Do Covid-19 vaccines prevent infection and transmission?

Studies in widely vaccinated populations, such as those in Israel and the UK, have confirmed in vivo the protection promised by different vaccines. The risk of vaccinated individuals transmitting the virus may also be reduced. Three experts working at the INEM offer their insights.

Israel and the UK, which launched their vaccination campaigns at an early stage, enjoy considerable coverage of their populations,1 which back in January and February enabled the large-scale collection of preliminary data at a time when the so-called UK variant was already widely present in these countries. Following the studies by pharmaceutical companies involving cohorts of a standard size in order to obtain market authorisation for their vaccines (20,000 to 30,000 people for Pfizer-BioNTech and AstraZeneca/Oxford), results on hundreds of thousands of individuals are now available. The exceptional situation in these two countries, which benefit from high-quality health and clinical research structures, has thus made it possible to perform a detailed evaluation of “real life” vaccine performance in a context of active virus circulation.

A study on data concerning nearly 600,000 people who received the Pfizer-BioNTech jab,2 versus a control group of as many non-vaccinated individuals, was thus conducted in Israel and confirmed the excellent efficacy of this vaccine. The survey consisted in counting how many of these subjects subsequently tested positive, how many experienced symptoms of the disease, and how many needed to be hospitalised, suffered from severe forms of the virus and died. The vaccinated and control groups displayed the same homogeneous distribution to take account of any variations as a function of age, gender, geographical region of residence and comorbidity factors such as diabetes, cancer or obesity, etc.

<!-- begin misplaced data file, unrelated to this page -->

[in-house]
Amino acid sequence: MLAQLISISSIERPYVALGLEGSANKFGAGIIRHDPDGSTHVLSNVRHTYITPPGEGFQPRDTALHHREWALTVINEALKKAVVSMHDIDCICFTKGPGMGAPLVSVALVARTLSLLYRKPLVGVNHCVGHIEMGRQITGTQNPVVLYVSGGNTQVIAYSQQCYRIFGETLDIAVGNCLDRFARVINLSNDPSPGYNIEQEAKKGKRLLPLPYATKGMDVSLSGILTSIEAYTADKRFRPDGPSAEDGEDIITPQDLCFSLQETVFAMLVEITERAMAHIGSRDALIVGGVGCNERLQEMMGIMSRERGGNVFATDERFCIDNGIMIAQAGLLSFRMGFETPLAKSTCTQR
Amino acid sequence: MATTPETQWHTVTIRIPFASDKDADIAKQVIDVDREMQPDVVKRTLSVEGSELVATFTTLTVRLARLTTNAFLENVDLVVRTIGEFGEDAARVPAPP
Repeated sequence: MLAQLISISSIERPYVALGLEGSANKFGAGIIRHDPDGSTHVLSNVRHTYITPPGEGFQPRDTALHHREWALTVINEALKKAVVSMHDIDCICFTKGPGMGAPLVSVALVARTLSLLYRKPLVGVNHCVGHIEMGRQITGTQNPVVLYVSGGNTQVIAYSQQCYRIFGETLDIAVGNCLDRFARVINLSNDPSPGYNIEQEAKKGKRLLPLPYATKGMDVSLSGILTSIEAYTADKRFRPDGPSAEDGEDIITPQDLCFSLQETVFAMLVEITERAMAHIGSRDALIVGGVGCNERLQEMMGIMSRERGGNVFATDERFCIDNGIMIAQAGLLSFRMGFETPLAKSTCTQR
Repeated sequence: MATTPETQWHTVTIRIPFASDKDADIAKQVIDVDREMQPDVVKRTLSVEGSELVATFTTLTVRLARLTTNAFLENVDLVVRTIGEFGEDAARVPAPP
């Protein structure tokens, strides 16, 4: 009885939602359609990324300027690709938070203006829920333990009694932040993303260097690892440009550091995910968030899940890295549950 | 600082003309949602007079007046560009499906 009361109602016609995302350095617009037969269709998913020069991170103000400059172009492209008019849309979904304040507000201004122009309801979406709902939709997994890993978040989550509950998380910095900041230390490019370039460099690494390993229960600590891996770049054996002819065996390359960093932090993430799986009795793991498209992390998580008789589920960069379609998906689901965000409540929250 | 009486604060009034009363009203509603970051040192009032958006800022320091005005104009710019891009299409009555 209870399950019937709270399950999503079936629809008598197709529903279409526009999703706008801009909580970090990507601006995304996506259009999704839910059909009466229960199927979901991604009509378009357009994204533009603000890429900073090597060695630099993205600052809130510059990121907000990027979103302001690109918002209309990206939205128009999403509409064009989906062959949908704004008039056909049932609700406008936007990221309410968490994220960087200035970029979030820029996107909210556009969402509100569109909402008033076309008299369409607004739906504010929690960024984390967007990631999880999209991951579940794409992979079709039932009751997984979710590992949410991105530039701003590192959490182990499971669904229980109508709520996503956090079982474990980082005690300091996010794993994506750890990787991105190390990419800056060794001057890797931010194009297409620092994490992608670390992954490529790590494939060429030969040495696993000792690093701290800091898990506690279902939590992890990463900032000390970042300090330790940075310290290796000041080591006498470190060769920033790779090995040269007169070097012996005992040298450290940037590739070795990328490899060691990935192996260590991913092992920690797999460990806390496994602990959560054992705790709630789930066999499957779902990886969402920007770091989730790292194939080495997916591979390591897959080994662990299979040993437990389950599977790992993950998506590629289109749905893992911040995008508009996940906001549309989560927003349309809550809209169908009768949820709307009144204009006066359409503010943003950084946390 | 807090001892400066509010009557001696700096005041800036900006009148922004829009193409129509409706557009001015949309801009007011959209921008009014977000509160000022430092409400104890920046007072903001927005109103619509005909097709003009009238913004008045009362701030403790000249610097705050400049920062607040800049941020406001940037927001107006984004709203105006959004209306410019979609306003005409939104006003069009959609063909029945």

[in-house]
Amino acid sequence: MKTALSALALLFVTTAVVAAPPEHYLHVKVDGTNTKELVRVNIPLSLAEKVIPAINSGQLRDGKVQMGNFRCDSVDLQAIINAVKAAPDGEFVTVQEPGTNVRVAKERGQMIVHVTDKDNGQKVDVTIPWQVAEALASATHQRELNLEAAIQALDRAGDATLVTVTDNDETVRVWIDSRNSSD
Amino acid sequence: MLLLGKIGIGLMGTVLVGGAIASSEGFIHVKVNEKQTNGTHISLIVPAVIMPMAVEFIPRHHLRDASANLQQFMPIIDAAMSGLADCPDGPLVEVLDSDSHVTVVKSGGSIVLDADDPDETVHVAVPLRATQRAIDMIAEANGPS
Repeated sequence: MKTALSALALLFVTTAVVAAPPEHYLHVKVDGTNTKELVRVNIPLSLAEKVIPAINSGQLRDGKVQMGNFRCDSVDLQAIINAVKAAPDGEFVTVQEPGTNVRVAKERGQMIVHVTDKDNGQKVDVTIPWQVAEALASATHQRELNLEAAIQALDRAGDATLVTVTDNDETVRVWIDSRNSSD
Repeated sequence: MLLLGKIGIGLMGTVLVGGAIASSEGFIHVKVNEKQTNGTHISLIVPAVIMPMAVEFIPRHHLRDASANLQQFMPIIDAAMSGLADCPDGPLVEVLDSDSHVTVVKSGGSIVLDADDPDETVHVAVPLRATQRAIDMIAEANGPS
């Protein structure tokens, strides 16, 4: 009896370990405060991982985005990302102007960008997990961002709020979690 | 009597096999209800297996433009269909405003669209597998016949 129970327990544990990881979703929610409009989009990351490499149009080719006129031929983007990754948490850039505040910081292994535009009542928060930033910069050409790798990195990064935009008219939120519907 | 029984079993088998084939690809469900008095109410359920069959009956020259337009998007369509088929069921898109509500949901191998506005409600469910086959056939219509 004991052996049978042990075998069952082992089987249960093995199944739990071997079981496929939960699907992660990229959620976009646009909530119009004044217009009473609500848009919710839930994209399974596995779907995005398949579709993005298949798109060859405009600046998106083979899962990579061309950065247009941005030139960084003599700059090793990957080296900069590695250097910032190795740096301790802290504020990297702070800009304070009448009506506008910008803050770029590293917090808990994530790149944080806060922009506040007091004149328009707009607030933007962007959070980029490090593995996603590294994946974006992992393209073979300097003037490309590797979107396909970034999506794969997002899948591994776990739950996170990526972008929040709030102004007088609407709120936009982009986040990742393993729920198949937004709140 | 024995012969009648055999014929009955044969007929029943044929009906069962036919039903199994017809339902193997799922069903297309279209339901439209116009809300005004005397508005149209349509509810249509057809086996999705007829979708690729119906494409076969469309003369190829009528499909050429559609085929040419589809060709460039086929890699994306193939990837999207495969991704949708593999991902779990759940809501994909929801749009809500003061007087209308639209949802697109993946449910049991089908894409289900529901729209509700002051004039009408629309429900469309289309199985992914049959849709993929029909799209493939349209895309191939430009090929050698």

According to its findings, three to four weeks after the first dose the incidence of asymptomatic infections (people who tested positive but experienced no symptoms of the disease) was reduced by 52% when compared to the control population, without any notable differences due to age, gender or comorbidities, etc. This reduction in the number of infections rose to 90% as early as seven days after the second dose. This means that one week after the last inoculation, a person had ten times less risk of being unknowingly infected and potentially transmitting the virus.

The same study found that two to three weeks after the first jab of the Pfizer-BioNTech vaccine, protection against a symptomatic infection (disease with symptoms) was 57%, and reached 74% regarding the risk of hospitalisation. One week after the second injection, protection attained the excellent level of 92%, whether in terms of experiencing symptoms or being hospitalised. The most important result of this study was the demonstration of a drastic reduction in the mortality rate, which fell by 72% two to three weeks after the first dose, with no deaths recorded one week after the second.

A small proportion of correctly vaccinated individuals were nevertheless infected and presented symptoms of the disease, even if the outcome was not fatal. In an attempt to determine whether they were as contagious as other patients, a study in Israel on around 5000 patients3 of all ages suffering from Covid-19 focused on nasopharyngeal virus levels (determined from the nose to the rear wall of the pharynx); these are directly related to a patient’s viral load and provide a strong indicator of their potential contagiousness.